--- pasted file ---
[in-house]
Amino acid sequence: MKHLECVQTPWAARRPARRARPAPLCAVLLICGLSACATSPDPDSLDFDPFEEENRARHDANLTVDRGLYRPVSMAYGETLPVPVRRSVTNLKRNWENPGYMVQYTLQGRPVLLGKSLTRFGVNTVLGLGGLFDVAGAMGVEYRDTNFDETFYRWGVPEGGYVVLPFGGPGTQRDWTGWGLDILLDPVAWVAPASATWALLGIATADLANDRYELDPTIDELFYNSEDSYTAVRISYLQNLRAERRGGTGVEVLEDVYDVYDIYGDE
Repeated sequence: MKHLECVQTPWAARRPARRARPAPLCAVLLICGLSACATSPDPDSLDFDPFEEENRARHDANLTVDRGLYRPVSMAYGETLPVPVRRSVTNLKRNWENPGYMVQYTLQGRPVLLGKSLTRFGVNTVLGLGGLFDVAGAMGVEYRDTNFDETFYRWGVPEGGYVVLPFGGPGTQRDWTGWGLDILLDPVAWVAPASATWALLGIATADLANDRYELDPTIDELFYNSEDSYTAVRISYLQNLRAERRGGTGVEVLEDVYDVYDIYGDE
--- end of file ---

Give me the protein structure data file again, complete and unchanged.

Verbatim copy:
[in-house]
Amino acid sequence: MKHLECVQTPWAARRPARRARPAPLCAVLLICGLSACATSPDPDSLDFDPFEEENRARHDANLTVDRGLYRPVSMAYGETLPVPVRRSVTNLKRNWENPGYMVQYTLQGRPVLLGKSLTRFGVNTVLGLGGLFDVAGAMGVEYRDTNFDETFYRWGVPEGGYVVLPFGGPGTQRDWTGWGLDILLDPVAWVAPASATWALLGIATADLANDRYELDPTIDELFYNSEDSYTAVRISYLQNLRAERRGGTGVEVLEDVYDVYDIYGDE
Repeated sequence: MKHLECVQTPWAARRPARRARPAPLCAVLLICGLSACATSPDPDSLDFDPFEEENRARHDANLTVDRGLYRPVSMAYGETLPVPVRRSVTNLKRNWENPGYMVQYTLQGRPVLLGKSLTRFGVNTVLGLGGLFDVAGAMGVEYRDTNFDETFYRWGVPEGGYVVLPFGGPGTQRDWTGWGLDILLDPVAWVAPASATWALLGIATADLANDRYELDPTIDELFYNSEDSYTAVRISYLQNLRAERRGGTGVEVLEDVYDVYDIYGDE